Introductory Algebra for College Students (7th Edition)

Published by Pearson
ISBN 10: 0-13417-805-X
ISBN 13: 978-0-13417-805-9

Chapter 7 - Section 7.2 - Multiplying and Dividing Rational Expressions - Exercise Set - Page 499: 49


$\displaystyle \frac{2(x+3)}{3}$

Work Step by Step

Dividing with $\displaystyle \frac{P}{Q}$ equals multiplying with the reciprocal, $\displaystyle \frac{Q}{P}.$ $ \displaystyle \frac{4x^{2}+10}{x-3}\div\frac{6x^{2}+15}{x^{2}-9}=\frac{4x^{2}+10}{x-3}\cdot\frac{x^{2}-9}{6x^{2}+15}\qquad$... factor what you can $\left[\begin{array}{l} 4x^{2}+10=2(x^{2}+5)\\ 6x^{2}+15=3(x^{2}+5)\\ x^{2}-9=(x+3)(x-3) \end{array}\right]$ $=\displaystyle \frac{2(x^{2}+5)}{(x-3)}\cdot\frac{(x+3)(x-3)}{3(x^{2}+5)}\qquad$... divide out the common factors $=\displaystyle \frac{2(1)}{(1)}\cdot\frac{(x+3)(1)}{3(1)}{\ }$ = $\displaystyle \frac{2(x+3)}{3}$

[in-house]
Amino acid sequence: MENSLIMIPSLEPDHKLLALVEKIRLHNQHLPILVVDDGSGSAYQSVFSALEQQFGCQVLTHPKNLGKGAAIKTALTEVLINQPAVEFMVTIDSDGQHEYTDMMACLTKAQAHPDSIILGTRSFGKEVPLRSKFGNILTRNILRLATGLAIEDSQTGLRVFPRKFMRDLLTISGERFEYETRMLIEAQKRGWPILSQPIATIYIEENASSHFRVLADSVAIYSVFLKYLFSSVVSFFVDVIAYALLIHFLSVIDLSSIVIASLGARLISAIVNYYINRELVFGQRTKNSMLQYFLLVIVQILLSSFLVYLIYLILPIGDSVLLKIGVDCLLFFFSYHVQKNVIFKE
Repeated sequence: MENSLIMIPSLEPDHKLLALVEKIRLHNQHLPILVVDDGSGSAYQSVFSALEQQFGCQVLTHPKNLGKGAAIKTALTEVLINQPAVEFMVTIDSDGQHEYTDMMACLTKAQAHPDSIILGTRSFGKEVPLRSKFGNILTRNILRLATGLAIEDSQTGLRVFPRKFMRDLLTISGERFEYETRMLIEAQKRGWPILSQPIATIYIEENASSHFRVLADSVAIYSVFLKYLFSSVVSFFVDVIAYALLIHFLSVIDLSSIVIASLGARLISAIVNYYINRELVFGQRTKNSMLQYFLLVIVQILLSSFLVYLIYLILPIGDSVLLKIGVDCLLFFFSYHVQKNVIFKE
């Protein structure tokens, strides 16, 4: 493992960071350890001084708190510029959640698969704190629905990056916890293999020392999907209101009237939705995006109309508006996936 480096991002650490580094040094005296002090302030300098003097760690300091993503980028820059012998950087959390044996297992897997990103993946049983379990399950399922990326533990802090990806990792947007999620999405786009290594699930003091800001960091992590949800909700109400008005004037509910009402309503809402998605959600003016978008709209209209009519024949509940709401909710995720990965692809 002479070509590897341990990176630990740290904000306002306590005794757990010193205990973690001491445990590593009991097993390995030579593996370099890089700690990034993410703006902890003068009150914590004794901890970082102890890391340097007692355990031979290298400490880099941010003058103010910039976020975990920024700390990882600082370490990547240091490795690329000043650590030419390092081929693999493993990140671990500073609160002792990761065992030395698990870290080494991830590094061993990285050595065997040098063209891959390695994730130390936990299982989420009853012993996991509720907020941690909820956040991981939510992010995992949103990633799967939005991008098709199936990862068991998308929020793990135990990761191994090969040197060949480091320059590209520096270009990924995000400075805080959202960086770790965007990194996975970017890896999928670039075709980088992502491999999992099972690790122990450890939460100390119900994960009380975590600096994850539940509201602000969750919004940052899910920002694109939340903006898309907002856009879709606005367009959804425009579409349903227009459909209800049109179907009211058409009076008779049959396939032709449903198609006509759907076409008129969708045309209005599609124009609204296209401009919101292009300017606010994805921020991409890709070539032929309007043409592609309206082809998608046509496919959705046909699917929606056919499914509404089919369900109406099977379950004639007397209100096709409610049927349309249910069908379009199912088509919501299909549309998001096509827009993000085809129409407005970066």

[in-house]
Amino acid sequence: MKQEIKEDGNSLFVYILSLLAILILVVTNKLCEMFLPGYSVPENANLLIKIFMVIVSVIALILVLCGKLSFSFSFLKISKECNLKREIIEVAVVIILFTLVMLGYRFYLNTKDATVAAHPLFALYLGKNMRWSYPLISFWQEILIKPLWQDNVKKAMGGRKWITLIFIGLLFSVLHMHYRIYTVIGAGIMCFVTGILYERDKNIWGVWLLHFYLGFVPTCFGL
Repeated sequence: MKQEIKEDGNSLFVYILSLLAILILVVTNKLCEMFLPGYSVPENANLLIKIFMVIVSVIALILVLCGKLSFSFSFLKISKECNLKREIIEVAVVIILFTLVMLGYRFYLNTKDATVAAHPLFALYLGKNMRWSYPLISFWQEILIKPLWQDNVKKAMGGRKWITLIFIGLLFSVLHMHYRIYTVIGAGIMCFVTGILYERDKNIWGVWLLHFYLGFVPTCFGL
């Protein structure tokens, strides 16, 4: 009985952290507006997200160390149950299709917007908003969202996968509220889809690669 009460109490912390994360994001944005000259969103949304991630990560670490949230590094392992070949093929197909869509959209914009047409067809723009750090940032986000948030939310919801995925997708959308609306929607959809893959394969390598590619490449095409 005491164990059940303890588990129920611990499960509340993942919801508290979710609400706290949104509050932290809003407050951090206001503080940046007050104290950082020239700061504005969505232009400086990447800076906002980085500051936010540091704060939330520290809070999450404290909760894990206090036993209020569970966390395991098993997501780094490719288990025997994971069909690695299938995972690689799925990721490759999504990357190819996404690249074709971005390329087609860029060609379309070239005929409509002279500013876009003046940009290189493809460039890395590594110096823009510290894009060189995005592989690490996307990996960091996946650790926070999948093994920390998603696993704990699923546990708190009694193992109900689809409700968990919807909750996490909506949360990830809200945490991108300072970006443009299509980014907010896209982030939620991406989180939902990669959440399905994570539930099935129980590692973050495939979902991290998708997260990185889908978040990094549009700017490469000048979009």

Update this answer!

You can help us out by revising, improving and updating this answer.

Update this answer

After you claim an answer you’ll have 24 hours to send in a draft. An editor will review the submission and either publish your submission or provide feedback.